Publicaciones

Emissions of N2O from fertilized and grazed grassland on organic soil in relation to groundwater level

Beek, C.L.; Pleijter, M.; Jacobs, C.M.J.; Velthof, G.L.; Groenigen, J.W. van; Kuikman, P.J.

Resúmen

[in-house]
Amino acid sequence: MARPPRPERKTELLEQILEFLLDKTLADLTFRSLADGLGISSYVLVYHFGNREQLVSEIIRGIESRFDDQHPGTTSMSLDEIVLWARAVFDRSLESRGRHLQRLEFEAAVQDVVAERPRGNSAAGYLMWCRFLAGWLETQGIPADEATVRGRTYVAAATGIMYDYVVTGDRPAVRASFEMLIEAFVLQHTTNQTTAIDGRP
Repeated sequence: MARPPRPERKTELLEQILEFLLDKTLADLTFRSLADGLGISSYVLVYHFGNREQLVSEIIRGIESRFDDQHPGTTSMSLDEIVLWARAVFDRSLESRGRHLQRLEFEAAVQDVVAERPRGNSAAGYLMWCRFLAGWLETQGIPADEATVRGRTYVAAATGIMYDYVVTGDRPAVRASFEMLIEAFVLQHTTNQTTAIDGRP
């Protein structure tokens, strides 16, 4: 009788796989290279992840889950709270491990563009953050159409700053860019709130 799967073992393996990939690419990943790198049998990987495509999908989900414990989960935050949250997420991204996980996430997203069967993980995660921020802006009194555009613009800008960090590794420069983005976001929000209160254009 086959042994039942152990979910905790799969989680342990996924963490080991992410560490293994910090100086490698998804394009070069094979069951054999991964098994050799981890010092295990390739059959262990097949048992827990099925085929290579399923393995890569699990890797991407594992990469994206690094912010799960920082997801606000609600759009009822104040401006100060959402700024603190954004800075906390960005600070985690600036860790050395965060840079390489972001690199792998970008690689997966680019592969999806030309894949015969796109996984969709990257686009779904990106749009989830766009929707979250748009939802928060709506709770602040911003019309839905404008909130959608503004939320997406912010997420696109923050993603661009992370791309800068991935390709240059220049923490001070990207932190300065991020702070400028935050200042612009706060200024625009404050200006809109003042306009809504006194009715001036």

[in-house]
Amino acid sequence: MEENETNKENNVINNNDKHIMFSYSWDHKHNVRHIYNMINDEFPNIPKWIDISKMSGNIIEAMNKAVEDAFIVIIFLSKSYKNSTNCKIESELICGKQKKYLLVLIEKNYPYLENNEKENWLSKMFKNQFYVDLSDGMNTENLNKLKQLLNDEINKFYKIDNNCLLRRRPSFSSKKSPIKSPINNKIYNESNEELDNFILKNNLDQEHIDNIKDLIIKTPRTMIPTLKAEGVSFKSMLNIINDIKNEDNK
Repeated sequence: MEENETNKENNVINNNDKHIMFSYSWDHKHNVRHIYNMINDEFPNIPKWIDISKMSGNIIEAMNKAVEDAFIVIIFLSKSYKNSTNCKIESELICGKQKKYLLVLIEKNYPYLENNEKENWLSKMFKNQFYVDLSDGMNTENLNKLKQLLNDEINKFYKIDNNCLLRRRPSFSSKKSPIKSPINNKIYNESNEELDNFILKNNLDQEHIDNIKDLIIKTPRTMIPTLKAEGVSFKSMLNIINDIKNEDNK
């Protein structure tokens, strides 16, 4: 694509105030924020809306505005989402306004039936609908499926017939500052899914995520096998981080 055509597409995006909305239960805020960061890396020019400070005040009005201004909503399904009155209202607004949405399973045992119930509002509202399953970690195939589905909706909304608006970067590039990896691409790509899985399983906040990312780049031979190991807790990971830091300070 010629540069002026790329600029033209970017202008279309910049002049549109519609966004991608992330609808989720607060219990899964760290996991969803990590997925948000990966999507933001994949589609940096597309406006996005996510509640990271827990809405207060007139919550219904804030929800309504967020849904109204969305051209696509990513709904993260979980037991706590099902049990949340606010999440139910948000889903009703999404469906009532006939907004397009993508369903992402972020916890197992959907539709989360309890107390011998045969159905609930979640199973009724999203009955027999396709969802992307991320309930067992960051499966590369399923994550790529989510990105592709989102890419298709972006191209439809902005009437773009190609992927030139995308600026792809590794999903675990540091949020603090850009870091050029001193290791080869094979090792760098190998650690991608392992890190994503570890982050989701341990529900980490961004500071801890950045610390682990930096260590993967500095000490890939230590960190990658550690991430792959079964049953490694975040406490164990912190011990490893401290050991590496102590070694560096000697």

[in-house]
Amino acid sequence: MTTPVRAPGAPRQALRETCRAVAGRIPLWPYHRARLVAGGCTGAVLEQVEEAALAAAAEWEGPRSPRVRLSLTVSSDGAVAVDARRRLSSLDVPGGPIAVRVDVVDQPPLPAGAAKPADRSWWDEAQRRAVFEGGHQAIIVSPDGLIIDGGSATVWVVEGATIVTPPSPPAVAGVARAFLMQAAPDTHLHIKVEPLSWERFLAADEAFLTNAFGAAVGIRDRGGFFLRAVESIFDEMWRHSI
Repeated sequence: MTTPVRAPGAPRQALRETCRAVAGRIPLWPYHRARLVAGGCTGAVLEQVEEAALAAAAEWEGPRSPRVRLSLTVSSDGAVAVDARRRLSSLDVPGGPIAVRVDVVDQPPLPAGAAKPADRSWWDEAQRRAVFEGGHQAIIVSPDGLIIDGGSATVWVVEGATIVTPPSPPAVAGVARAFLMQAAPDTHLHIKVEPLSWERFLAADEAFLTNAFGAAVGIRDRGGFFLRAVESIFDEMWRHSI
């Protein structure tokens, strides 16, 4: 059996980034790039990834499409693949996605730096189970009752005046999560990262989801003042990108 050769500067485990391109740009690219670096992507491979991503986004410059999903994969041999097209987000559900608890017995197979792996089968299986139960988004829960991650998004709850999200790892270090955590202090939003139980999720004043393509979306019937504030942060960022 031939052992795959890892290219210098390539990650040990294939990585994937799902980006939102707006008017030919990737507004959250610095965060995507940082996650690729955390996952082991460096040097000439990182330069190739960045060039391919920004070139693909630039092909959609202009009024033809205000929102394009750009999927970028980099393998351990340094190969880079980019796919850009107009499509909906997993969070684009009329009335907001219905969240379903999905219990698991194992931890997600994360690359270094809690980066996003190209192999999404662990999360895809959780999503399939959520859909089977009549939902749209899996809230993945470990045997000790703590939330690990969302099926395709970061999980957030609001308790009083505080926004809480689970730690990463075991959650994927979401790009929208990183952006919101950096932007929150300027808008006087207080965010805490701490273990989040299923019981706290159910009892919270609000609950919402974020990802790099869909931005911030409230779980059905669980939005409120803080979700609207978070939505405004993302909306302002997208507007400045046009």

Intensively managed grasslands on organic soils are a major source of nitrous oxide (N2O) emissions. The Intergovernmental Panel on Climate Change (IPCC) therefore has set the default emission factor at 8 kg N–N2O ha-1 year-1 for cultivation and management of organic soils. Also, the Dutch national reporting methodology for greenhouse gases uses a relatively high calculated emission factor of 4.7 kg N–N2O ha-1 year-1. In addition to cultivation, the IPCC methodology and the Dutch national methodology account for N2O emissions from N inputs through fertilizer applications and animal urine and faeces deposition to estimate annual N2O emissions from cultivated and managed organic soils. However, neither approach accounts for other soil parameters that might control N2O emissions such as groundwater level. In this paper we report on the relations between N2O emissions, N inputs and groundwater level dynamics for a fertilized and grazed grassland on drained peat soil. We measured N2O emissions from fields with different target groundwater levels of 40 cm (‘wet’) and 55 cm (‘dry’) below soil surface in the years 1992, 1993, 2002, 2006 and 2007. Average emissions equalled 29.5 kg N2O–N ha-1 year-1 and 11.6 kg N–N2O ha-1 year-1 for the dry and wet conditions, respectively. Especially under dry conditions, measured N2O emissions exceeded current official estimates using the IPCC methodology and the Dutch national reporting methodology. The N2O–N emissions equalled 8.2 and 3.2% of the total N inputs through fertilizers, manure and cattle droppings for the dry and wet field, respectively and were strongly related to average groundwater level (R 2 = 0.74). We argue that this relation should be explored for other sites and could be used to derive accurate emission data for fertilized and grazed grasslands on organic soils